Saturday, September 18, 2010

St Kitts - Ongoing discussion over the implementation of a national IXP with potential savings for end customers

[st kitts nevis observer] The question of whether St. Kitts and Nevis will take the initiative to establish a domestic Internet Exchange Point (IXP) is still up in the air, despite being brought to the fore during an August 27 symposium on the topic. The event was held in Frigate Bay, and hosted by the Caribbean Telecommunications Union (CTU).

An IXP is a telecommunications networking infrastructure that allows Internet Service Providers (ISPs) and Internet Content Distributors to exchange Internet traffic between their networks, facilitating a faster, more efficient flow of online data.

Supporters of the initiative point to the many benefits that it would engender, including a reduction in local network operational costs; potentially significant improvements to the country’s network efficiency; and greater available download and upload speeds for local users, along with faster serving speeds for locally-hosted Web sites.

Currently, local Internet traffic is routed externally to IXPs in North America, where it is then sent back again before proceeding to its destination – a process that some consider extremely wasteful.

According to the Federation’s Director of Technology Wesley Wharton, the telecommunications infrastructure is already in place to go forward with the establishment of an IXP.

“St. Kitts has a very unique situation in that from a technical standpoint, we are probably more ready than any of the other territories to move forward,” he informed. “We happen to have located within the building at the ICT Centre all of the technical requirements to establish an IXP; we have fiber optic cable that comes in from The Cable company, we have fiber optic cable coming in from Cable & Wireless, and they meet in the same rack. It would simply mean introducing some pieces of hardware, where the exchange point is actually physically established. Traffic that runs from The Cable, and traffic from Cable and Wireless, would then be exchanged at that one point.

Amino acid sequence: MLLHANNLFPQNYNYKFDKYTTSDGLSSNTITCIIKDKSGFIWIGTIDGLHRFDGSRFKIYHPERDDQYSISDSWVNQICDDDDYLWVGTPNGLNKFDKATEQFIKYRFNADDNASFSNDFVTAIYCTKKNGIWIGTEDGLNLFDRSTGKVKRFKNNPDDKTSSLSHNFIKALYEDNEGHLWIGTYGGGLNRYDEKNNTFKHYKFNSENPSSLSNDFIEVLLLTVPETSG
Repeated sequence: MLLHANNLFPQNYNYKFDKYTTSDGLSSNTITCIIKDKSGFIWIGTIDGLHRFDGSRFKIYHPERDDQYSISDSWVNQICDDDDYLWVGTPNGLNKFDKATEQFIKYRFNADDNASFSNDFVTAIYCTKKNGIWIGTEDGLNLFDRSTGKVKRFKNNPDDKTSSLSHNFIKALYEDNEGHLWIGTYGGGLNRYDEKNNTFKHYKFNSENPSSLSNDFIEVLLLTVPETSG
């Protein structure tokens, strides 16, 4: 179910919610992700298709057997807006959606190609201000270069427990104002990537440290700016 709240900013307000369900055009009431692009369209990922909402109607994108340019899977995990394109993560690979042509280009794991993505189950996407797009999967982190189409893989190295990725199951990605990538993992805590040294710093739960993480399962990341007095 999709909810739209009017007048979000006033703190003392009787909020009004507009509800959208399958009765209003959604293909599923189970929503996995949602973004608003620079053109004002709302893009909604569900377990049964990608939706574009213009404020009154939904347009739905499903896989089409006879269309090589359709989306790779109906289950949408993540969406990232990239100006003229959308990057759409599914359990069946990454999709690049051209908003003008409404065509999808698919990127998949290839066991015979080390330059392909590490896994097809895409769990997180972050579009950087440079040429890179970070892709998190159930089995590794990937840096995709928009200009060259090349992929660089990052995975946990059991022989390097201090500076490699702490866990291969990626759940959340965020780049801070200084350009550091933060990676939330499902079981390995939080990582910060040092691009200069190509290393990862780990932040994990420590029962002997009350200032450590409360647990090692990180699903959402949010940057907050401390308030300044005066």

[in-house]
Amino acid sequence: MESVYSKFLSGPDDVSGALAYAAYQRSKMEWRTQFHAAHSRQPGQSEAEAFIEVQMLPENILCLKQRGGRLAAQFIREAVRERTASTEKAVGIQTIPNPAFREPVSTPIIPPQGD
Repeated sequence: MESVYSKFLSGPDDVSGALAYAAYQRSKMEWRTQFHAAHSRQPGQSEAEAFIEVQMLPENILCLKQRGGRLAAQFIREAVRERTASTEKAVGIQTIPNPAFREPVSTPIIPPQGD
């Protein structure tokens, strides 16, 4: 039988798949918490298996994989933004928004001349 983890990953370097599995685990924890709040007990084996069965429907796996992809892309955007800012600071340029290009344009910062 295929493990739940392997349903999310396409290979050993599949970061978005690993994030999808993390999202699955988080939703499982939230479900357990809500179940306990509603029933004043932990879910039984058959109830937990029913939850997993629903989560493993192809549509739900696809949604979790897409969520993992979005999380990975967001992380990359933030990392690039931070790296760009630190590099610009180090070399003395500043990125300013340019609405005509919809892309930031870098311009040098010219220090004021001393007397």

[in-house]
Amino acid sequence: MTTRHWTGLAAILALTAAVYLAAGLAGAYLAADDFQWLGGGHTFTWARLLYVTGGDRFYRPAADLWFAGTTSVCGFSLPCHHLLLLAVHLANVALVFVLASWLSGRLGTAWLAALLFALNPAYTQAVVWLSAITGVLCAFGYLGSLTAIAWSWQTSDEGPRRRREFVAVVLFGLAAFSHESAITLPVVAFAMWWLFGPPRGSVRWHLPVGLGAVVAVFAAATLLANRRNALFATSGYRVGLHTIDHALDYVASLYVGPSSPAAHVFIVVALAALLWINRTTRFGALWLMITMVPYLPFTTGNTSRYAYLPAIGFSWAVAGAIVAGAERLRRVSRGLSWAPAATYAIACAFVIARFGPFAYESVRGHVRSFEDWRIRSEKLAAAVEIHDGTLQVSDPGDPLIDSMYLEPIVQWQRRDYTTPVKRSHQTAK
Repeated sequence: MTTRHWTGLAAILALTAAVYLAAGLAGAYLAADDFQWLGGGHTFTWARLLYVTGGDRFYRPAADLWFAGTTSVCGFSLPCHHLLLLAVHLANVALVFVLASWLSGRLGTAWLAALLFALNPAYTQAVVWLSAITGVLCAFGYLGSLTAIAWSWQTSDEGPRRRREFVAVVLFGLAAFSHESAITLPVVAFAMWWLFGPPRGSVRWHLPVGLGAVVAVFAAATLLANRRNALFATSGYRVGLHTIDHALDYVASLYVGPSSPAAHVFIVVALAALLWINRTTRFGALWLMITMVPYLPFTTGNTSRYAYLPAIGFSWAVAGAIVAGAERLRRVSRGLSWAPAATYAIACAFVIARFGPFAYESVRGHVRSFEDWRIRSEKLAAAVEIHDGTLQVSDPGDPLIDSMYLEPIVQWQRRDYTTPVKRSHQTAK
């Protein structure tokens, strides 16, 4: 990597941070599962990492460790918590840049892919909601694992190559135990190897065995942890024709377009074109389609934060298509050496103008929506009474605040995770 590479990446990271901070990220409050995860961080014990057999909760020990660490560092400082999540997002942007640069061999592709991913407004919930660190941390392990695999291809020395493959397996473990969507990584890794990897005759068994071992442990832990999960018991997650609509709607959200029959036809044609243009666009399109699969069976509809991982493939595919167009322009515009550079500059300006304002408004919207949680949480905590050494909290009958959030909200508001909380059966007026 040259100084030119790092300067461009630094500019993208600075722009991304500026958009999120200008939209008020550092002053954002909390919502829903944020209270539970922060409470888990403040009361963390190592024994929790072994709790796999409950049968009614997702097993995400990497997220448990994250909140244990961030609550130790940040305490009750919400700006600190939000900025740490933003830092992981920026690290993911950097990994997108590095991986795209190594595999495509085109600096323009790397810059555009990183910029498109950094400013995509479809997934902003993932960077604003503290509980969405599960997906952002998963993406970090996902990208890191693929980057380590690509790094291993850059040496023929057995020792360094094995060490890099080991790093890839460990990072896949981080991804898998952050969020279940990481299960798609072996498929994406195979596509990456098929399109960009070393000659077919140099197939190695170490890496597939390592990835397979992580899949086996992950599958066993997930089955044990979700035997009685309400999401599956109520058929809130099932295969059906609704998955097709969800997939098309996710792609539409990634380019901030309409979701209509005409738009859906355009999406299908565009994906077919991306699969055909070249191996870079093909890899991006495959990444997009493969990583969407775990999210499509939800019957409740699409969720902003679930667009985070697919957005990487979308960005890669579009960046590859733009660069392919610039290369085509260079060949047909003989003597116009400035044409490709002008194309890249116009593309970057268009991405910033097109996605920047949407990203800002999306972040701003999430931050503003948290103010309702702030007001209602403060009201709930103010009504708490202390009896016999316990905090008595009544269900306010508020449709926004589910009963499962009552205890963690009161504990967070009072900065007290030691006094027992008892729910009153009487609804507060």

“In other territories there might not be such a simple opportunity to establish an exchange point because maybe you don’t have a situation where the fibers from the ISPs actually come together already, which might mean that you have to run new fiber and put in particular equipment, and you have to agree on a neutral site. In our case, we have a neutral site that is already prepared, as far as technology is concerned. In other territories, one has to look at finding and establishing sites that are similarly equipped. So, St. Kitts is a unique site and that is one reason why there is a bit of pressure for us to go first, since we are closest to establishing that [an IXP], as far as the technology is concerned.”

However, Wharton went on to explain that there are valid reasons why the IXP initiative has languished, due to a lack of urgency from some domestic stakeholders.

“We have to remember that the system works today, so there isn’t any particular pressure to make a change,” he said. “You go on the Internet, you connect, you go to various Web sites to download information, you get your e-mail, etc. Because the system is working as it is established, there isn’t any additional pressure for changing it, although it would be more efficient to do so.”

Wharton indicated that while one of the ISPs, The Cable, has signaled their full support for the establishment of an IXP, the other, Cable & Wireless, though interested in the subject matter, is viewing the issue from a different perspective.